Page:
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Formula with a Twist

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"It hasn't an original bone in its body, but it has mashed together several ideas from prior classics in a technically original combination and produced the expected result of a perfectly fine game."

A Strictly Formula work can be dull for an audience that has seen it all done before, but if the formula is a proven moneymaker, why not do it again...but with a unique twist?

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For works to qualify for this, the premise, plot and characters have to follow most of the same basic beats, except for some twist that is unique to that work (at least at the time of its release). It has to deliberately invoke enough similarities to an established formula that the intended audience instantly recognizes what it is—the same type of Heroes, the same type of Villains, and the same general setting and plot progression. (For videogames, it may be all of the above, as well as similar controls, mechanics and gameplay typical of the genre.) Granted, by virtue of whatever unique "gimmick" this work introduces, some of these conventions can be Played With or otherwise lampshaded in relation to said gimmick, but they still exist in some form or another. This trope is also not for cases where the only "changes" are minor things like names, superficial appearances, etc., but instead changes that turn familiar ideas on their heads.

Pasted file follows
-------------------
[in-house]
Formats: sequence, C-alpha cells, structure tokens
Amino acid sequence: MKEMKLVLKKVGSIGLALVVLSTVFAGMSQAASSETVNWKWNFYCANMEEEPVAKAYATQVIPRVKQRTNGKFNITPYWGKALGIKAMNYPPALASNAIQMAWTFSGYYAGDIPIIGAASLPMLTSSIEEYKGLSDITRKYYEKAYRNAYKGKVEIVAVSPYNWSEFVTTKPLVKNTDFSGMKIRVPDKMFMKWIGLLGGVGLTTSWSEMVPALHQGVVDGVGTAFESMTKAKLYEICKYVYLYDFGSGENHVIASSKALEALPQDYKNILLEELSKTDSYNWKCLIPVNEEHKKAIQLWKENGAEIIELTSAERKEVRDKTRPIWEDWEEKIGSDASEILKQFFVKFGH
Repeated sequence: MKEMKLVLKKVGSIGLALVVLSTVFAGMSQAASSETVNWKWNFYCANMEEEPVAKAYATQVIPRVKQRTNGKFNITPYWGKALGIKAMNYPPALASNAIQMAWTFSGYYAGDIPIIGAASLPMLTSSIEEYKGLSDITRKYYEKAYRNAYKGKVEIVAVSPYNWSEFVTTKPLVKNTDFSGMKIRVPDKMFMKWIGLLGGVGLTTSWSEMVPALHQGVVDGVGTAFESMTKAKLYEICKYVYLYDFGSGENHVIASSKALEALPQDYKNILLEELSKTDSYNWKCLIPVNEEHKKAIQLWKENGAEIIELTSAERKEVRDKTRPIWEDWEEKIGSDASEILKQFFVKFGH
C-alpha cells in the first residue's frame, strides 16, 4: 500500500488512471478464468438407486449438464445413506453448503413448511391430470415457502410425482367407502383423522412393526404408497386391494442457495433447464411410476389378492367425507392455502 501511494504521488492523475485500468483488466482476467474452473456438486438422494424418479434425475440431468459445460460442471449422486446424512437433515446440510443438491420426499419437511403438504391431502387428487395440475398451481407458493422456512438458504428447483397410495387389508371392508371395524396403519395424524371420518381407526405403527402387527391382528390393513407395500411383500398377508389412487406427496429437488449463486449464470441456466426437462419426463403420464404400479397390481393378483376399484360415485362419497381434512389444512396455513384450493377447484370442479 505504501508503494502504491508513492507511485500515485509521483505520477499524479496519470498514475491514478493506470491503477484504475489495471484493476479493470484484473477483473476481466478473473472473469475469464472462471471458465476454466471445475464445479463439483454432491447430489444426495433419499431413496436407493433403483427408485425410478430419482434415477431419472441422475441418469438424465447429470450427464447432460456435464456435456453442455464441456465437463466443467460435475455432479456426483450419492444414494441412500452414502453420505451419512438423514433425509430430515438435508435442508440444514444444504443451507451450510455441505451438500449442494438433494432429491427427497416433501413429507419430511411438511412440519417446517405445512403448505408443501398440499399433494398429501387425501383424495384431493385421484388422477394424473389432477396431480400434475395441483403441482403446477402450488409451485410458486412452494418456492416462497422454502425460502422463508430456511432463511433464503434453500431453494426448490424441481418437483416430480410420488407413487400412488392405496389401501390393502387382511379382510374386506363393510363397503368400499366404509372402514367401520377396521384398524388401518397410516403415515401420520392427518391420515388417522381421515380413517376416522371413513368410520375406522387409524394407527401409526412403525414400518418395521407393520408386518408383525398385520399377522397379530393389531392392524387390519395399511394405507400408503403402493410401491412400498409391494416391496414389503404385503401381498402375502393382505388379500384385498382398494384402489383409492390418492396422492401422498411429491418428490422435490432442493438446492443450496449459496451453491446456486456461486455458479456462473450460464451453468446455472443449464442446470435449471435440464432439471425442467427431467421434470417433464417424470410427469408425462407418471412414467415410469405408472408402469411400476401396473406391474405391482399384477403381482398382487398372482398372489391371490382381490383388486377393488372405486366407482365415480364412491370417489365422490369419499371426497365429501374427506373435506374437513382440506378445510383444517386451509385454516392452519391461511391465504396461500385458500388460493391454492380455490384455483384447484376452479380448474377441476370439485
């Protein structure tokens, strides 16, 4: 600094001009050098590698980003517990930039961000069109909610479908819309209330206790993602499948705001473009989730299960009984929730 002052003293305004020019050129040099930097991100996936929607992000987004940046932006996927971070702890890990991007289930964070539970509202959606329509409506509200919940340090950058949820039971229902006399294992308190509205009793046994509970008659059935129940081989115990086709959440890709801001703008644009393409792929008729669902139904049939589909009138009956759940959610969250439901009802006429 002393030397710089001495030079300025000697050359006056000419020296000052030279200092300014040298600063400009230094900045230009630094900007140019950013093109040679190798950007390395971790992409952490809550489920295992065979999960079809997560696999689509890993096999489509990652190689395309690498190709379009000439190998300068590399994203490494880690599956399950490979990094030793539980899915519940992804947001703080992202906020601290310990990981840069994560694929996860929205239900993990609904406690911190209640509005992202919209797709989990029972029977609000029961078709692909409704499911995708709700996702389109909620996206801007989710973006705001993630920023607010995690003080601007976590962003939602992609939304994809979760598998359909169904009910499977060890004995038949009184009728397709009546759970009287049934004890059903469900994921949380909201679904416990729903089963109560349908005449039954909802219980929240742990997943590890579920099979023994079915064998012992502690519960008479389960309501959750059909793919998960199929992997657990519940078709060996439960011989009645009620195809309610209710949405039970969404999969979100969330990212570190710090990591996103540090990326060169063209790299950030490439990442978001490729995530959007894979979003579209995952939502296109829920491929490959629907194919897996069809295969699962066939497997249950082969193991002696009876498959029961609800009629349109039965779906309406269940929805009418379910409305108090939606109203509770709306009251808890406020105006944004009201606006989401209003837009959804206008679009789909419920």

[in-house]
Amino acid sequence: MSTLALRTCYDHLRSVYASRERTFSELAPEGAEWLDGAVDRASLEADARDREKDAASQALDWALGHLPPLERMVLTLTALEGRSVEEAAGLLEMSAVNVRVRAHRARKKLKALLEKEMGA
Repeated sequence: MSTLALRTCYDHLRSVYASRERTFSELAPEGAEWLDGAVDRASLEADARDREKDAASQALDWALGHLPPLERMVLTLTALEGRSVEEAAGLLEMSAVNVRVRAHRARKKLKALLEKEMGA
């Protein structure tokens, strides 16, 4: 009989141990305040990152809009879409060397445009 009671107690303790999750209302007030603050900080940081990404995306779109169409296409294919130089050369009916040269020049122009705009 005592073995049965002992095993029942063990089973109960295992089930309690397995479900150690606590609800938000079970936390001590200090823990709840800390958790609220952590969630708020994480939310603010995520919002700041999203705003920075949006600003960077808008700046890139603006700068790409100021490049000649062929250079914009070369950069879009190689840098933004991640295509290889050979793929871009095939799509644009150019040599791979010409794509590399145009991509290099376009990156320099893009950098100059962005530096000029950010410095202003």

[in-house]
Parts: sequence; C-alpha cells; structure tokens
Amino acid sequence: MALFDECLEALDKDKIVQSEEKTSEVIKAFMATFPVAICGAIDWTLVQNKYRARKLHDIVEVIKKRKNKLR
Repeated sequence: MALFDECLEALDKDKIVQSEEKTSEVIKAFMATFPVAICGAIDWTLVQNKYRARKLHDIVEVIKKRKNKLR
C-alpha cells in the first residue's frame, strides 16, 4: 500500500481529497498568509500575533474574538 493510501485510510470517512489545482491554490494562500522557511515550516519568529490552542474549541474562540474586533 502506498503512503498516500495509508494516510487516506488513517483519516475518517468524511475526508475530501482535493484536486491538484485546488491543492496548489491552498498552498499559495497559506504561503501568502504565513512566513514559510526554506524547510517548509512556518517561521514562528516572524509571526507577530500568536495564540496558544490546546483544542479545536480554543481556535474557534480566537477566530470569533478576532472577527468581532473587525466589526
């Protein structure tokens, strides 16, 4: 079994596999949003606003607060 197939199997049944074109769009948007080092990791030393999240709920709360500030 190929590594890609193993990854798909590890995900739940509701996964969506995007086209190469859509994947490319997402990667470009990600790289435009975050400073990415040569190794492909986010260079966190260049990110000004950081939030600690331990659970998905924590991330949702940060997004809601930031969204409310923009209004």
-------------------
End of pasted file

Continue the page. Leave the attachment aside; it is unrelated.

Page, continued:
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Naturally, whether a work succeeds or fails with this structure is based on its own merits, as some will simply become forgotten derivatives and others may redefine a new formula themselves. If they become overshadowed by its copycats, then it may become a case of "Seinfeld" Is Unfunny.

When organizing works on this page or its sub-pages, if the twist itself has become so formulaic that it's become a new Sub Genre, then add the Sub Genre and any works which created a yet another twist to distinguish itself, as explained in the description of said work.

Super Trope to "Die Hard" on an X, Like That Show, But with Mecha, and Recycled IN SPACE!. Sister Trope to a What If? story. A Cliché Storm is either an extreme version of this trope, or its extreme opposite; either it has so many cliches that it's indistinguishable from others in the genre, or it has so many that it stands out because of that.

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See also Mission-Pack Sequel.


Examples Subpages:

Other Examples:

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    Comic Books 

Superheroes

    Fan Works 
  • Jerk In Sheep's Clothing takes the typical "Original Character joins Mme Bustier's class following the events of Chameleon and immediately sides with Marinette" plot and twists it by making said OC a Manipulative Bastard who's only trying to lure her into an abusive relationship.
  • Risk It All is far from the first fanfic to be inspired by The Gamer, but it distinguishes itself by having Ren's power progression be tied to notoriety rather than Level Grinding through combat. As a result, he can't just punch people to get stronger and bide his time in secret, forcing him to make his super identity known to improve his powers.